The three central CONGU handicap reviews are:- the annual review, which takes place between October and March, CHR or Continuous Handicap Review that helps to identify golfers struggling with their handicap, and GPA or General Play Adjustment that aims at adjusting a player's handicap during an active golf season.
Golf Handicap Formula
If you are not very good at arithmetic, the golf handicap formulas may take a while before you grasp them. The specific handicap arithmetic formulas help approximate the number of strokes a player can achieve above the par. The process may appear simple to experienced golfers, but it may need patience among beginners and those that golf without caring about their handicaps.
In the United States, course and slope rating are a preserve of the USGA that sets the calculations for each round of golf differential. The formula is handicap differential equals to (score, less the course rating) multiplied by 113 divided by slope rating. In short, handicap differential= (score-course rating) x 113/slope rating. Here is an example.
If the score rating is 85, course rating 81.2, and slope-rating 140, the formula will look like this: - (85-81.2) x 113/140. The calculation is the standard USGA formulated repeated for each round, and the answer is the differential.
The golf index helps determine a player's handicap at any specific course depending on the difficulty of that particular course. The golf index bases its calculation on 20 rounds, but a player can receive an index after only five. A handicap index's main aim is to determine a player's peak ability, which is why it calculates 10 of the best 20 scores instead of all the scores.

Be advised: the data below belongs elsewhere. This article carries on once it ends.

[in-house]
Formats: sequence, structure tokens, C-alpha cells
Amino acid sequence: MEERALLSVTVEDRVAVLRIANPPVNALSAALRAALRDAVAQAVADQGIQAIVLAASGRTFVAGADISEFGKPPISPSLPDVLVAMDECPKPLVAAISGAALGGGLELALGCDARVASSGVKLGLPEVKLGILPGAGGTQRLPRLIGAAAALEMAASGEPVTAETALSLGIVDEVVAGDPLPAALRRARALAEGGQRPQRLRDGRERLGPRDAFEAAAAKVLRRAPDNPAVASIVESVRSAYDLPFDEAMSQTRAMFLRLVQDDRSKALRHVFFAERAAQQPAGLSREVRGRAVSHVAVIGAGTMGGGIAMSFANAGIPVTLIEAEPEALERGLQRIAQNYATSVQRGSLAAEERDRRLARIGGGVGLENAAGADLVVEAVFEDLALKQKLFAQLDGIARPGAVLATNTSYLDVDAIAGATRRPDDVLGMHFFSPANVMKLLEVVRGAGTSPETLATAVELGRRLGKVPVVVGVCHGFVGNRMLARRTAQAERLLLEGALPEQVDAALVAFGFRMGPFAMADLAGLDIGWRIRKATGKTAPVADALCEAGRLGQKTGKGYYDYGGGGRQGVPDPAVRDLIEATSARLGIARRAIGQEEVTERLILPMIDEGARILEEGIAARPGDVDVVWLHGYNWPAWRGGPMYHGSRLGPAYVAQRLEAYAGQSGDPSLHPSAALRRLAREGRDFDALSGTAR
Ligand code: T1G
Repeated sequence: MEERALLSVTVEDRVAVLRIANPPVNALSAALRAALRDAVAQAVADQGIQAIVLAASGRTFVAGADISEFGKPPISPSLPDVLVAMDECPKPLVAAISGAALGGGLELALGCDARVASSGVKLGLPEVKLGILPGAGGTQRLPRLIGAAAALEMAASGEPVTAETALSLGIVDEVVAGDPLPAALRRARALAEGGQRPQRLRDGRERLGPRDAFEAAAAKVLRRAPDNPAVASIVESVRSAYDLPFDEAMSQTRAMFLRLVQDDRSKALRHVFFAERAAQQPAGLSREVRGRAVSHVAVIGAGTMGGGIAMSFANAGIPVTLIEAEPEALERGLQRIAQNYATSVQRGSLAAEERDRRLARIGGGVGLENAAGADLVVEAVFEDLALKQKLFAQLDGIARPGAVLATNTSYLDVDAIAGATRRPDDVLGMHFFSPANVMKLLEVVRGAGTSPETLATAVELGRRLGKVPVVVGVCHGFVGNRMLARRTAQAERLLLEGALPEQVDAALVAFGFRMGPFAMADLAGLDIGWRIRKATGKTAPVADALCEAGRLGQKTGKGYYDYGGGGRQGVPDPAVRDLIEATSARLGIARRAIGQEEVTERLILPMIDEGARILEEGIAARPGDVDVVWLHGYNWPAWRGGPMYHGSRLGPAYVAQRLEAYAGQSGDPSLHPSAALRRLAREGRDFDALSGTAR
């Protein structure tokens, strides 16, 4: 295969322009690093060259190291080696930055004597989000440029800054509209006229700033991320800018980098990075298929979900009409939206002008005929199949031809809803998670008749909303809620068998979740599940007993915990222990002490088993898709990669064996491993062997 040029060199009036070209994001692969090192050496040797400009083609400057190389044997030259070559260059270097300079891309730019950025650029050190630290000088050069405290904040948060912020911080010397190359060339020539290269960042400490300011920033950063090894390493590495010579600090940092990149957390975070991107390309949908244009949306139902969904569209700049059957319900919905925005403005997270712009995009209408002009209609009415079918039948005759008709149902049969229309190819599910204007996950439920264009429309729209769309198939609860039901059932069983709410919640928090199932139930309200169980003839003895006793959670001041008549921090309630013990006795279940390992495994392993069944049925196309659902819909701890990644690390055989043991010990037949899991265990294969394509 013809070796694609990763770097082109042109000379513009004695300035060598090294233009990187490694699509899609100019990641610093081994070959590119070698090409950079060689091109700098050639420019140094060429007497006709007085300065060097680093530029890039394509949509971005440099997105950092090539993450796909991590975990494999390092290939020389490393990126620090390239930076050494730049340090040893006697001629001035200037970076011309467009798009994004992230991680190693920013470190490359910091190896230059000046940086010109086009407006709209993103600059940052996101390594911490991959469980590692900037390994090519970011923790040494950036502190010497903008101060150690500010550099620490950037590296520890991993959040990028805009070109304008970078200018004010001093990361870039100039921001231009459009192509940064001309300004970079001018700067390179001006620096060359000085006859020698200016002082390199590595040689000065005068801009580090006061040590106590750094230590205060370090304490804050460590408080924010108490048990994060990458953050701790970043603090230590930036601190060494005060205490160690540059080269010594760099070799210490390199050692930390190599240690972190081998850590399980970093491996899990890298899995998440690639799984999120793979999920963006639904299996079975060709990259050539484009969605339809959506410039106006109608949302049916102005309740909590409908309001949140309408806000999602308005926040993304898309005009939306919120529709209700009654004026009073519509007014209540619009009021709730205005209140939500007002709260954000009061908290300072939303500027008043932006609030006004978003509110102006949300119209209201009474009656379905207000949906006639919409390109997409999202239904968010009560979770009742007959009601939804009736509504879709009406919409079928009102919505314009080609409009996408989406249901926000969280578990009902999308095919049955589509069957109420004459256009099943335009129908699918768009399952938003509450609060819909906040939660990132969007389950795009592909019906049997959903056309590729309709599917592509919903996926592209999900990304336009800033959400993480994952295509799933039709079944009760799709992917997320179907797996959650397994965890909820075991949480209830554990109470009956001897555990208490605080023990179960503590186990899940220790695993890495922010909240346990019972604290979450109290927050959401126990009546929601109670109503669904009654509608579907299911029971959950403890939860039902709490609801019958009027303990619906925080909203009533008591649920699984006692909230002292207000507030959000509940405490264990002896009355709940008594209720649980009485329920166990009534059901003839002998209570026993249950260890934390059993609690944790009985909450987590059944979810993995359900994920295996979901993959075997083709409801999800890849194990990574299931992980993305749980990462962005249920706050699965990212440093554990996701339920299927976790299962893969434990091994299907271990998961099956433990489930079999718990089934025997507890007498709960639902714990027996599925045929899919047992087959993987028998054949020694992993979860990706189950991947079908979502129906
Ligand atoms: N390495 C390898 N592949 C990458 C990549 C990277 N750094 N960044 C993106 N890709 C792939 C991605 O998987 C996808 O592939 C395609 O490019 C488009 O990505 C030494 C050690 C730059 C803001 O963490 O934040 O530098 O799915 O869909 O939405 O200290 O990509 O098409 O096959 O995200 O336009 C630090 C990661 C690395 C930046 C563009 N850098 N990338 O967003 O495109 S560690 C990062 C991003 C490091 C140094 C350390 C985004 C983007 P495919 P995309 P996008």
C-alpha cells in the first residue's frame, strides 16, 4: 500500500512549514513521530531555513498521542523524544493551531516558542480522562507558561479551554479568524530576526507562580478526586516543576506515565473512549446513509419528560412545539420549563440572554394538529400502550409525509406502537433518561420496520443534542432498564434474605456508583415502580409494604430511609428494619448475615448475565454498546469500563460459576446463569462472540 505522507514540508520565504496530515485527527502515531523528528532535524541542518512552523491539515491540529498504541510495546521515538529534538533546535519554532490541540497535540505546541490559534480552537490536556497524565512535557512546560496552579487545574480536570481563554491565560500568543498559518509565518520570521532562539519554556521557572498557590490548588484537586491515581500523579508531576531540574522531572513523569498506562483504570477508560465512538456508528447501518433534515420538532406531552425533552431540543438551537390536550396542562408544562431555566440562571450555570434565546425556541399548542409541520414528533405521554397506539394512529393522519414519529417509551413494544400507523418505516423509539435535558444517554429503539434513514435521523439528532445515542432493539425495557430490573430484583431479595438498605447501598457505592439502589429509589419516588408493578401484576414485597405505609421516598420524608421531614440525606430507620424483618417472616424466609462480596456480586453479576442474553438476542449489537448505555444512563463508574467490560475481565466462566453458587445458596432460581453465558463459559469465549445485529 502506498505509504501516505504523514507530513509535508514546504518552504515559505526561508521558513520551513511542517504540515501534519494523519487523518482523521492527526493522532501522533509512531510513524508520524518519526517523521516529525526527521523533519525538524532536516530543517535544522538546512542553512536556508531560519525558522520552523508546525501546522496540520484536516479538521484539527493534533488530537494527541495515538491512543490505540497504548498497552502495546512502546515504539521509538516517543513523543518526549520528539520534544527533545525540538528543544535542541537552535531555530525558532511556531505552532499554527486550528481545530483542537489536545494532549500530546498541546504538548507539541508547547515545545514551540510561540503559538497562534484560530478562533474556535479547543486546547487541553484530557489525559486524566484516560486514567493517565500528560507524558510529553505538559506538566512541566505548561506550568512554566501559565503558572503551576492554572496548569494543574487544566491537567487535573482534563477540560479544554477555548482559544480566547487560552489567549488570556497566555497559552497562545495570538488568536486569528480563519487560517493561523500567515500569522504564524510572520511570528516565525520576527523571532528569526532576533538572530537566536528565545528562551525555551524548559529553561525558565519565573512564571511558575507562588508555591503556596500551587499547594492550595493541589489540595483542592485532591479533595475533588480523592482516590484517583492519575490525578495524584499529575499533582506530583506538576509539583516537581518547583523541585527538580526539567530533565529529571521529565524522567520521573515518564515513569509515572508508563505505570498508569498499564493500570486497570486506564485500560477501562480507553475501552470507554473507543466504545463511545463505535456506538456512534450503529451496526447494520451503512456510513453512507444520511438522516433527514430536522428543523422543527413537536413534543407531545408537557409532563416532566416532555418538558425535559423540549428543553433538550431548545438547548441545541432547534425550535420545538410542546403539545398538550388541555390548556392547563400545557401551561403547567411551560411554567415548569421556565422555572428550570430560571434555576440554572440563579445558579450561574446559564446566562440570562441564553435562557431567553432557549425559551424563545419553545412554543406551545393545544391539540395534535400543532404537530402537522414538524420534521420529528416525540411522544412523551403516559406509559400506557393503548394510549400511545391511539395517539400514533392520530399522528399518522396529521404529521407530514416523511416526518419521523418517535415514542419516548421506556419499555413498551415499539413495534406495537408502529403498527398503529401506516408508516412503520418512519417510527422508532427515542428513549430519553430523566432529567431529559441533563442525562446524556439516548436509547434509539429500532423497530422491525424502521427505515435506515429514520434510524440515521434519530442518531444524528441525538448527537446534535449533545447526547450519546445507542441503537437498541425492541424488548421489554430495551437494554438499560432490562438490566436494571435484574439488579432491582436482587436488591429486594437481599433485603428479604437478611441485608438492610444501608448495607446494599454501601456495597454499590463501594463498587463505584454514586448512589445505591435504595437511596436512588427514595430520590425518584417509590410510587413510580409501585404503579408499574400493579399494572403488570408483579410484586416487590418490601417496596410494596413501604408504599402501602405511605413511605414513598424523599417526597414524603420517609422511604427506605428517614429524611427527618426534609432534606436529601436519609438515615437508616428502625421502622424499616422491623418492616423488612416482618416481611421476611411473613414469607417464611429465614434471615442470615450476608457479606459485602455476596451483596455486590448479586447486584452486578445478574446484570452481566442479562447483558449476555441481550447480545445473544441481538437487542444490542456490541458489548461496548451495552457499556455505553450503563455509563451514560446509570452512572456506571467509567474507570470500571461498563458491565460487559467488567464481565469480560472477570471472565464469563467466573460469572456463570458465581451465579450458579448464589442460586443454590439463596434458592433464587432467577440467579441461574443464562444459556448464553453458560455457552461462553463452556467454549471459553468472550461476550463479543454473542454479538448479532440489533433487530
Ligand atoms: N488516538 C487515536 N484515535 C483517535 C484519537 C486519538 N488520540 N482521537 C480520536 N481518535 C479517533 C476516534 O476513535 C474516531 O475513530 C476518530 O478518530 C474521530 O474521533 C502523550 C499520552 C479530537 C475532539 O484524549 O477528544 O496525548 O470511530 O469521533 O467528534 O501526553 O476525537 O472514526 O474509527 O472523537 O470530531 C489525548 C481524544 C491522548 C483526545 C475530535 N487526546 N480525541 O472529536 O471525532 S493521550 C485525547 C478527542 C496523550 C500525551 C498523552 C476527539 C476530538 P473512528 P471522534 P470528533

Handicap services also differ depending on the services each club subscribes to. Good services that many American golf clubs subscribe to are GolfNet and GHIN, owned by USGA. The two use complex formulas to calculate a golfer's handicap index. According to the handicap formula, a man's maximum handicap index is 36.4, while that of a woman is 40.4.
Course Handicap Calculator
A different USGA formula translates course handicap indexes. Clubs make it easier to calculate the formula by posting charts based on their courses' slope ratings that translate a player's actual handicap ratings based on the specific course. Besides following the carts on particular courses to calculate the formula, USGA also makes it much easier by providing online handicap calculator courses.
The USGA course handicap formula goes like this: - handicap index multiplied by the played tees' slope rating. Divide by 113. The following example will help you to understand more about course handicap rating. If your course's handicap index is 17.7 and the tee slope is 137, the formula will be 18.7 x 137/113 =23. The answer is an indication that the course was hard to play at making the handicap higher than the handicap index. 23 is higher than the average handicap rating of a course.
There are two ways to rate courses, and any golf course with a USGA rating becomes easy to have a player's handicap index to adapt to it. A rating of the course indicates the strokes a zero handicap player takes under normal circumstances. Course ratings vary from 60, which are the highs, to the 70, middle ratings.